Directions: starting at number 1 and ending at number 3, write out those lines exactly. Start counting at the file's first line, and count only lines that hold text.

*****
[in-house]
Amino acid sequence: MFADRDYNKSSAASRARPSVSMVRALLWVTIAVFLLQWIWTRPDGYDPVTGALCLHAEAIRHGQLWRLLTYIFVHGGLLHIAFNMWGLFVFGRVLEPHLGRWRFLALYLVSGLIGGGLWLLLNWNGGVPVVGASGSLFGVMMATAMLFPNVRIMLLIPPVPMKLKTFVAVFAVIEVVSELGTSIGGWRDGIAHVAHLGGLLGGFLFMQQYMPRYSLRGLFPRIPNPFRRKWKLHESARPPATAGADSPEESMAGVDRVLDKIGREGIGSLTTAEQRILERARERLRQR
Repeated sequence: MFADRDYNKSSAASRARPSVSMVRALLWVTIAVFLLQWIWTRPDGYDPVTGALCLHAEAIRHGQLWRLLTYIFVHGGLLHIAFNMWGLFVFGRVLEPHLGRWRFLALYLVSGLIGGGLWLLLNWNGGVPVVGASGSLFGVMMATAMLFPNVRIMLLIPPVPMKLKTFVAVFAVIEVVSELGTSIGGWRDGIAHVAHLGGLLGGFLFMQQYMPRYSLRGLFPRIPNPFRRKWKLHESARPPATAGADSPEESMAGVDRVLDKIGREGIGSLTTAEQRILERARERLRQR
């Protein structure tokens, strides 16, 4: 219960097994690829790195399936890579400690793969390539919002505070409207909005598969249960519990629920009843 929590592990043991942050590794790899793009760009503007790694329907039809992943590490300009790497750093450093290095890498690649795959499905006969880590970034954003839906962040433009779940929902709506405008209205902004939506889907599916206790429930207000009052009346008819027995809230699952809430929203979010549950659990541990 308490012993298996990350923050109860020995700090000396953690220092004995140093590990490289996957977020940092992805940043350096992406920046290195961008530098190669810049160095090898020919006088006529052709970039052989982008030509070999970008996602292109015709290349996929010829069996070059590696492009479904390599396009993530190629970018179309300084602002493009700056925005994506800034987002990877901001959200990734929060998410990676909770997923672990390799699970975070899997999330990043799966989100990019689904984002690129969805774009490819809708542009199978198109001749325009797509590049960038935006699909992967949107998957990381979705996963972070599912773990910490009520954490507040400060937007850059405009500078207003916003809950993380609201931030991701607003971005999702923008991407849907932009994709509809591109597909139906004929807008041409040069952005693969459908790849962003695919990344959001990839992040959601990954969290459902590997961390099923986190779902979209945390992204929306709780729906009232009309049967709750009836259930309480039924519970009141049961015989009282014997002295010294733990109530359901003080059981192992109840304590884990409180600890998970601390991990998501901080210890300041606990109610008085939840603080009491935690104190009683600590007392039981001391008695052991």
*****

[in-house]
Amino acid sequence: MFADRDYNKSSAASRARPSVSMVRALLWVTIAVFLLQWIWTRPDGYDPVTGALCLHAEAIRHGQLWRLLTYIFVHGGLLHIAFNMWGLFVFGRVLEPHLGRWRFLALYLVSGLIGGGLWLLLNWNGGVPVVGASGSLFGVMMATAMLFPNVRIMLLIPPVPMKLKTFVAVFAVIEVVSELGTSIGGWRDGIAHVAHLGGLLGGFLFMQQYMPRYSLRGLFPRIPNPFRRKWKLHESARPPATAGADSPEESMAGVDRVLDKIGREGIGSLTTAEQRILERARERLRQR
Repeated sequence: MFADRDYNKSSAASRARPSVSMVRALLWVTIAVFLLQWIWTRPDGYDPVTGALCLHAEAIRHGQLWRLLTYIFVHGGLLHIAFNMWGLFVFGRVLEPHLGRWRFLALYLVSGLIGGGLWLLLNWNGGVPVVGASGSLFGVMMATAMLFPNVRIMLLIPPVPMKLKTFVAVFAVIEVVSELGTSIGGWRDGIAHVAHLGGLLGGFLFMQQYMPRYSLRGLFPRIPNPFRRKWKLHESARPPATAGADSPEESMAGVDRVLDKIGREGIGSLTTAEQRILERARERLRQR